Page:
Not limited to Melanie’s psyche, representations of the fears and desires emanate from the other two main female characters in the film, as well. The case of Brenner’s mother Lydia (Jessica Tandy) and schoolmarm Annie Hayworth (Suzanne Pleshette), also residents of the beleaguered Bodega Bay, serve as prime examples. As viewers get to know each character, they find that each one has repressed some important aspect of desire, fear or both.

Is this final scene an escape? Or merely a continuation? (The Birds)

Following the death of her husband, Lydia (Mitch’s mother) has a great fear of being left alone. This manifests itself in a distrust and dislike of any woman her son may become involved with romantically. First it was Annie the school teacher and now it’s the myterious Melanie Daniels. Strangely, over the course of the film the attacks of the birds and her growing familiarity, or shared trauma with Melanie, seem to bring the two closer together. In the final sequence, as they are preparing to leave Bodega Bay, Lydia can be seen to be cradling the nearly catatonic Melanie in a very motherly way.

Annie Hayworth does not fare as well. Killed by the birds while protecting the school children, Annie’s desire for Mitch, ultimately, goes unrequited. She has been blocked by Lydia and Lydia’s fears. This symbolic death of her love leads to the character’s actual death in the film.

With The Birds, Hitchcock has created a complex matrix of Freudian fear and desire from the Oedipal to the outright sexual. Generally speaking, though, repression is order of the day until the birds symbolically attack from the subconscious realms of fear and desire and unleash Hell on Earth. Hitchcock’s birds are birds of the mind – and, apparently, mostly the female mind. “Birds” is, of course, slang for “women” in Hitchcock’s native England. The hidden libidinal forces of the female are righteously powerful and many a man has feared them or depicted them with fear. In this film the audience also witnesses what might be Hitchcock’s own fear of women.

Indeed, this film demonstrates that if the shadow elements of the mind are not processed in a healthy manner they can lead to psychic or very real death — even from the seemingly innocuous birds. Indeed, it’s very dangerous when everyone’s shadow libidinal forces – not always sexual, but rather primal — are evoked at the same time.

In the end, Hitchcock once again leaves the audience in a very unsettling place. Melanie has been brutally attacked by the birds, everyone’s psychic wounds have been laid open and some have died terrible deaths. As the Brenner family and Melanie make their way slowly to the car (with love birds in their cage accompanying them), they must navigate once again through the massing amount of lingering birds.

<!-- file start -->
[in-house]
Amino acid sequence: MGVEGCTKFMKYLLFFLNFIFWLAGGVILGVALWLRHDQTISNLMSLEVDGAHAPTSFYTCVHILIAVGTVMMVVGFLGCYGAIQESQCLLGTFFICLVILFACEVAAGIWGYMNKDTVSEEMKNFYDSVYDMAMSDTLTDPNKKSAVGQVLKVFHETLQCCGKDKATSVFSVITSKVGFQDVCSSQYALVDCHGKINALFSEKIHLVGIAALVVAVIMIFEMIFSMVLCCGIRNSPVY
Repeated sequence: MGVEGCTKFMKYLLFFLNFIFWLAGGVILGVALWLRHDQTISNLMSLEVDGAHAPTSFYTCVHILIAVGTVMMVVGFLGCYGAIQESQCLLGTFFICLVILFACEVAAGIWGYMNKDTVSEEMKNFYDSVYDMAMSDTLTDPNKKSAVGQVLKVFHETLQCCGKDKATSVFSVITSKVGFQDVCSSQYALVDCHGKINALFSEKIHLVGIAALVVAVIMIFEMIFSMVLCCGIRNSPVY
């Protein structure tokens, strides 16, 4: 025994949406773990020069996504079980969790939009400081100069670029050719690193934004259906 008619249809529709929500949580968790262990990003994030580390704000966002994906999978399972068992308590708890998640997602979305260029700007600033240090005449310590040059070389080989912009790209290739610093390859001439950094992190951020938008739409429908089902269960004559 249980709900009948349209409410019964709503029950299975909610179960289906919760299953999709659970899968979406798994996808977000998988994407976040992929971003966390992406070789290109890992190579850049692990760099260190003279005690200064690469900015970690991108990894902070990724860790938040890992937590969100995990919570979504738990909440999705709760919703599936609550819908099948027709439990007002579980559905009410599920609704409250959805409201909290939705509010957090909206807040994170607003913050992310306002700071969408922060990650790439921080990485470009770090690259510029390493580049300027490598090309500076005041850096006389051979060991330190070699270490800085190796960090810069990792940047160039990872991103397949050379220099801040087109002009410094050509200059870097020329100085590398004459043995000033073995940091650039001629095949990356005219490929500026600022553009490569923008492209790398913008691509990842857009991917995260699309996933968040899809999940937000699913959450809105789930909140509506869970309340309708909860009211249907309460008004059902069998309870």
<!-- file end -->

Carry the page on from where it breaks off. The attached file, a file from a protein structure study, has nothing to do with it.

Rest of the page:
Melanie is very close to the fugue state of Scottie in Vertigo. She can no longer process the trauma of the situation. As the Brenner Family, Melanie and the love birds drive away there is every indication that all they are doing is escaping the full onset of the unleashing of the psychic shadow side for the time being. Will Melanie recover? Will the birds follow? Hitchcock, again, does not answer the questions. He only shows the dangers of suppressing the twin feelings of fear and desire.

Both films are expert examples of the fear/desire paradox. Without one, the other cannot exist. In Vertigo, fear precedes desire. In The Birds, desire precedes fear. However, by the climax of Vertigo, Scottie has confronted and overcome his fear. He is left with death. In the climax of The Birds, Melanie has been ravaged by the winged creates and is very close to being catatonic. She is left with life – at least for the time being. Typical of Hitchcock, he does not provide answers in Vertigo and The Birds, rather, he demonstrates the inherent dangers of living with — yet denying — the dark psychic forces that control our lives from deep withing our subconscious minds.

C.E. McAuley lives, writes and teaches Communication Studies in Northern California. He can be reached at [email protected]